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dingbat (Jan 10, 2017 - 3:08 pm)

I used to be involved with a tax minimization strategy using offshore trusts and private insurance policies. We did our best to avoid layering because the goal was to legally not pay taxes (everything got reported to the IRS - yay private letter ruling) and we wanted to avoid any red flags.

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mtobeinf (Jan 10, 2017 - 3:12 pm)

Very smart. Personally, I have no issue with tax minimization since that's in the best interest of the corp. or the individual. Avoid taxes all one wants so long as its reported. Plus, upon repatriation it'll take the hit anyway. Must have been pretty interesting. Never liked this stuff in law school. Started out as a litigator. Then once I retired from practice, I find all this fascinating. I have a wonderful Subpart F income outline at my desk as we speak lol

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dingbat (Jan 10, 2017 - 3:20 pm)

we designed a structure that would not take a tax hit upon repatriation - no income tax whatsoever. Money went from the U.S. to X island, to Y island, back to the U.S. to be invested tax-free, using loopholes that will probably never be closed (without going into detail, trust me on that).
I learned about some really weird stuff at the time, not just what we were doing, but also what others were doing. some absolute geniuses out there

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mtobeinf (Jan 10, 2017 - 3:30 pm)

Dude that's pretty brilliant. I've seen a couple of those so far, but not many though I suspect it's far more common than meets the eye. Gotta love the tax free investment vehicles or methods to make the income non-taxable through various means.

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dingbat (Jan 10, 2017 - 3:49 pm)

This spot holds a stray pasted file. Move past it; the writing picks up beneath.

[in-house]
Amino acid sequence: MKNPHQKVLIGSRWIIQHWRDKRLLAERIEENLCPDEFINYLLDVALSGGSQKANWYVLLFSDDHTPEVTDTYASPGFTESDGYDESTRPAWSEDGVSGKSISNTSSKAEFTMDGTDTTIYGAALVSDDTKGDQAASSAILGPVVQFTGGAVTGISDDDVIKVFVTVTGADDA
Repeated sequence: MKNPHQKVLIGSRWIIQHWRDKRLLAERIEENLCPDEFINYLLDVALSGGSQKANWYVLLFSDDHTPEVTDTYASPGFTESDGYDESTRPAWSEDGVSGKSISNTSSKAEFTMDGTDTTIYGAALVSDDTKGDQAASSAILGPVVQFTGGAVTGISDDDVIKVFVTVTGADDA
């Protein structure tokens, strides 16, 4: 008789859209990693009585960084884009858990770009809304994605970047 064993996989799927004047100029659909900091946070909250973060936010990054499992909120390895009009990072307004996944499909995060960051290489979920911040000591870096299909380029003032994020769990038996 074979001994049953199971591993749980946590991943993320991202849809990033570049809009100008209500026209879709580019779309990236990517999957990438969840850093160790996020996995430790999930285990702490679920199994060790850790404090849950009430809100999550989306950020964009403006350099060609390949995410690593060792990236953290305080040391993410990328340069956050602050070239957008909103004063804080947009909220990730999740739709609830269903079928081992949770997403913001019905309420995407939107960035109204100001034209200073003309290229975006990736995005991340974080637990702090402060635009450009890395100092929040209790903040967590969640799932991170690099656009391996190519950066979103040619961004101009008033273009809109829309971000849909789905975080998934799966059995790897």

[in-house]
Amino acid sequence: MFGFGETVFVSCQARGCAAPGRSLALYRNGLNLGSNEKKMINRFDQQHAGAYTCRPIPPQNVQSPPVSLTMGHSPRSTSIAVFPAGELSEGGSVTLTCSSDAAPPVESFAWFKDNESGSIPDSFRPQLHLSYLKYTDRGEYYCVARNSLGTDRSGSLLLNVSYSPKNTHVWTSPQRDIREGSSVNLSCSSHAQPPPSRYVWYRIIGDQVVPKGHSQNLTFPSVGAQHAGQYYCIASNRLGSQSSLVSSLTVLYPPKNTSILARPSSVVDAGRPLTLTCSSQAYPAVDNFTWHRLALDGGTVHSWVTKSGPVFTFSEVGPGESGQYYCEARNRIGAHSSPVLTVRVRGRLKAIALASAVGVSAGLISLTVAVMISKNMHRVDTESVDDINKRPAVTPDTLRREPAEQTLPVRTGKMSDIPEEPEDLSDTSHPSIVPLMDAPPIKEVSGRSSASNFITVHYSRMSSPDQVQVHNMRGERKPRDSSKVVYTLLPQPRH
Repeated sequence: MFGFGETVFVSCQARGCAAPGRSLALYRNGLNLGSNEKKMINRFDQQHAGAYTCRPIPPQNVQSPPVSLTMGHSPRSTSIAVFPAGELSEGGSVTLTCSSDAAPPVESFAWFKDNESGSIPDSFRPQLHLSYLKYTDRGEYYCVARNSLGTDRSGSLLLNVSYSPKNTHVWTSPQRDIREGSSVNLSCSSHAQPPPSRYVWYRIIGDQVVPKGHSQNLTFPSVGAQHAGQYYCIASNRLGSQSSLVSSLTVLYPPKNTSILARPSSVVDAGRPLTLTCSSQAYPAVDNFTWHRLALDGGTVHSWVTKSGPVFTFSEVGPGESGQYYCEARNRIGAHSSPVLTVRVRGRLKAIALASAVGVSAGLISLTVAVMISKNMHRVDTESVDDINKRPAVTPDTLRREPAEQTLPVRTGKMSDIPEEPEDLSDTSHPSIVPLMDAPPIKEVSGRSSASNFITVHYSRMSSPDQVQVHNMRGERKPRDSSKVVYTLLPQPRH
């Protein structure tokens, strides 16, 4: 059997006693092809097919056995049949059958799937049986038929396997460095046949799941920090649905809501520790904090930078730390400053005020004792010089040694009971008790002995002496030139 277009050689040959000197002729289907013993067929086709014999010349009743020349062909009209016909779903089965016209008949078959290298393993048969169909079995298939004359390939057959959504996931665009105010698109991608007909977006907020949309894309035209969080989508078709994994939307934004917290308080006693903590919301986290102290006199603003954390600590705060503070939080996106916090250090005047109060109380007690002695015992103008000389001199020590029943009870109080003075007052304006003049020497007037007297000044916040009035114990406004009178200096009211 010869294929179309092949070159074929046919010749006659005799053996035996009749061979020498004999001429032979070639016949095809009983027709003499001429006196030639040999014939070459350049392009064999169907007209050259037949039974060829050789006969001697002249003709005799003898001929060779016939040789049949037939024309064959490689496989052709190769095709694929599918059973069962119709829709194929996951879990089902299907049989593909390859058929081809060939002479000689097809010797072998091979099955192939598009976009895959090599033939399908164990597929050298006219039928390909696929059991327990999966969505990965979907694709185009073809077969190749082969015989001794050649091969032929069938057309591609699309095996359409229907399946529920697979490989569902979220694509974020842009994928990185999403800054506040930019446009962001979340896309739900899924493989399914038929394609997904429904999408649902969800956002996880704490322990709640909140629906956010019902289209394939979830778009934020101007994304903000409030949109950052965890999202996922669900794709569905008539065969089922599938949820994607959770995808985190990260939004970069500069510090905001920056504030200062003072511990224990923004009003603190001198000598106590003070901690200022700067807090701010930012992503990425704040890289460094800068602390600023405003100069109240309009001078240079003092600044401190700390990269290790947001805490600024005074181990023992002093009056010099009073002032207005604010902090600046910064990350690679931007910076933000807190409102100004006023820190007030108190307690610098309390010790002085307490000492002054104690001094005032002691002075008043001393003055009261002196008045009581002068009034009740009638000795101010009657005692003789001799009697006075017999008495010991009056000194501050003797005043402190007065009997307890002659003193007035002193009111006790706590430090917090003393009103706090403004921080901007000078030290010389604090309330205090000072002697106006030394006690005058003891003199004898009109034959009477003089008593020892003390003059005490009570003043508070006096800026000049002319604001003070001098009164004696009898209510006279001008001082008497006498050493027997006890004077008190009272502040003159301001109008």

if you get me a throwaway email, I'm happy to discuss in more detail

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mtobeinf (Jan 10, 2017 - 3:56 pm)

Hells yea. Broadstreetbully67@gmail.com. Much appreciated! If for any reason, I don't respond, it's likely because I forget I have a throwaway email. Lol. I will set a reminder though accordingly (once an attorney, always an attorney I suppose lol)

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alphadog15 (Jan 10, 2017 - 4:21 pm)

Offshore companies and trusts almost never make sense for US persons wishing to report, due to the burdensome CFC/PFIC and a laundry list of reporting requirements to the IRS. Unless of course they're not reporting which can result to huge penalties. With FATCA/ CRS automatic exchange of beneficial ownership information coming online, tax evaders are going to have a very hard time keeping things hidden.

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dingbat (Jan 10, 2017 - 5:55 pm)

the trick with offshore companies and trusts isn't to hide assets, but to exempt them from U.S. tax rules. The overall scheme usually involves reporting the assets, and reporting why the IRS can't touch them.

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mtobeinf (Jan 10, 2017 - 9:03 pm)

Precisely. If you still want to commit tax evasion on top of that and launder the proceeds thereof. It's never the main entities alpha dog laundering it's the subs with their consolidated financials or unrelated in any decipherable manner. The structures U encounter will amaze. U can obscure the hub and spoke so badly with nominees and trusts at the top of the structure so no reporting threshold can be met. Also friends and family with you or a close advisor as Trust Protector. Or do captive and reinsurance report the things makes the math so crazy with all the ceding companies auditors won't figure it out. On tight deadlines u kno. Regulators more so. So dog that is alpha 15, as my dear deceased professor of contracts said every day. There is more than one way to skin a cat. The ways to wash and operating co into holding cos and related cos into trusts are endless. Cash businesses for example. Over report the income to subsequent launder. Charitable. Foundations. Escrows. Comp plans. It's all bout creativity. And knowing the law and legal structures. Not rocket science. Simply attention to detail and a criminal mind.